To dry clean or not to dry clean, that is the question. Sometimes it really isn’t clear whether you should be hand-washing an item or sending it to the cleaners. Luckily we’ve got some fabric care experts ‒ Soak Founder Jacqueline Sava and Linley McConnell of Gibson’s Cleaners ‒ on hand to answer your most pressing cleaning conundrums. 

Q: Can I Soak a wool suit? (new or vintage).

A: First, feel the item. If it has structure, sizing and interfacing, it needs to be dry cleaned. Most suits fall in this category, especially wool ones. The weave (the structural material that holds the shape of the suit) may not be designed to get wet because water opens up the fibres in wool, and can shrink or stretch the material, ruining the piece. 

Dry cleaning solvent, on the other hand, doesn’t open up fibres: it simply releases topical dirt. Plus, it’s a lot lighter than water, so it won’t cause stretching. For wool suits, dry cleaning is the safer option.

Of course, that doesn’t mean you have to send your suit out every time you get a little grease stain or splotch of mustard on it: Soak is great for spot-cleaning. Put a little Soak on a cotton swab, rub it into the fabric to release the stain, then wet the other end of the swab with water and dab.

Q: How should I clean a silk-fill duvet?.

A: There are all kinds of cleaning recommendations out there for silk duvets: spot treat and sun-dry, dry clean only, machine wash on delicate. What’s right? First off, remember this: fabric care labels are there to protect the manufacturer, not the consumer. Cleaning at home is possible, it’s really about how much work you’re willing to do. Before you decide, ask yourself these questions:

● Is your machine large enough to accommodate a duvet?
● Is the delicate cycle delicate enough to go easy on silk? (Spin cycle is bad for silk filling: it puts too much pressure on the fibres.)
● Do you have enough space to lay it flat to dry? (You definitely don’t want to put silk in the dryer.)

If your answers are no, or you’re just not willing to put in the work, we recommend taking it to a professional dry cleaner to assess.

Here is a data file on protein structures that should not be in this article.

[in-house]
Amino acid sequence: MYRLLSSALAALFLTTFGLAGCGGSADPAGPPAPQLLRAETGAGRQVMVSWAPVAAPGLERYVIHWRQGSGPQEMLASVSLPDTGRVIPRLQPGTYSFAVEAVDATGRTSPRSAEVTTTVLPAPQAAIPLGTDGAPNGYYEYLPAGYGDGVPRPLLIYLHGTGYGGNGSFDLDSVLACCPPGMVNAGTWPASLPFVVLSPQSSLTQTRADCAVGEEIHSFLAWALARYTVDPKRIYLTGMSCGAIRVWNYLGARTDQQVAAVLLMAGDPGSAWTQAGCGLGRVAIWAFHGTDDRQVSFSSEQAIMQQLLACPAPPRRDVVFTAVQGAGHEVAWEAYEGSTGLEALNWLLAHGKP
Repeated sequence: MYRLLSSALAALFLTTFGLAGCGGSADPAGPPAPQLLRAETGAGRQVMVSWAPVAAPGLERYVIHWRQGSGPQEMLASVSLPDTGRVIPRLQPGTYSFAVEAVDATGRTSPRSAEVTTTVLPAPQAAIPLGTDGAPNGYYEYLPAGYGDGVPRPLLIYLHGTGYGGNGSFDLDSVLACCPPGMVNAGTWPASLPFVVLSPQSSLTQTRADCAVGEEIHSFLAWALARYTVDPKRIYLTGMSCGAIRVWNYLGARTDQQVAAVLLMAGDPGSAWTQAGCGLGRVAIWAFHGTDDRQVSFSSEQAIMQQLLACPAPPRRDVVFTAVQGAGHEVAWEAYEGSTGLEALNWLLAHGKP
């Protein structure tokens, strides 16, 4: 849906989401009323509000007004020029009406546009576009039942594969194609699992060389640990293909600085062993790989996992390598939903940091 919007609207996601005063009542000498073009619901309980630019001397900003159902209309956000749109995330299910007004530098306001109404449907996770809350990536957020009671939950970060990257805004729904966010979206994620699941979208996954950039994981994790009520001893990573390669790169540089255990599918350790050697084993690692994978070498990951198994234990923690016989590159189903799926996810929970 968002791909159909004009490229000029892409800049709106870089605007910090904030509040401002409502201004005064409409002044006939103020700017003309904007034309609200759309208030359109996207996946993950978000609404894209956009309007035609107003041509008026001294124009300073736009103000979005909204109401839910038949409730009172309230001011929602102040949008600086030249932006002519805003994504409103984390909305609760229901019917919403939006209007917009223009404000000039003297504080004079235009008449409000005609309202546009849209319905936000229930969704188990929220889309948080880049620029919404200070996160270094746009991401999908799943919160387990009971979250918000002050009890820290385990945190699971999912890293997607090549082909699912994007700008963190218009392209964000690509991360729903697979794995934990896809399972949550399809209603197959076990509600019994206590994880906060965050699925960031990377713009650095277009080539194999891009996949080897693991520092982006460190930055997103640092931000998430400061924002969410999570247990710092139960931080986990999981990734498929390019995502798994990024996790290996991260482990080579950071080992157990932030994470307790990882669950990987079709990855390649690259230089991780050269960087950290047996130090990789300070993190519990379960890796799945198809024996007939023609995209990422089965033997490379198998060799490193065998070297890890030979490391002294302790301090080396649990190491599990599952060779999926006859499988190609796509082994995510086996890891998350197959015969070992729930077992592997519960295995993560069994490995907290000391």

Q: How do you clean a hockey jersey autographed with a Sharpie?

A: If you’re planning to wear an autographed jersey, you’re going to have to be able to wash it. So if the signature is really important to you, you may want to retire it and put it in a keepsake box. To make it look nice in a frame, dry-clean using a steam tunnel to naturally remove creases (as opposed to pressing it).

If you DO decide to wear it, the Sharpie will naturally fade over time with use and washing. It’s not likely to bleed or disappear after the first wash. But there are a few things you can do to make the signature last longer:

● Set the ink with an iron: place a clean white cotton cloth over the signature and iron at the highest possible temperature for the fabric. Keep the iron over the signature for one minute. Don’t rub back and forth (this can smear the ink), but lift the iron up and down to prevent scorching.
● You can also toss the signed shirt in the dryer for 15 minutes at the highest recommended temp.
● Don’t use a commercial fabric protector: it can make the ink run.
● Hand-wash the garment: it’s much gentler than machine washing.
● Turn the shirt inside out when you wash it, using cold water and a small amount of Soak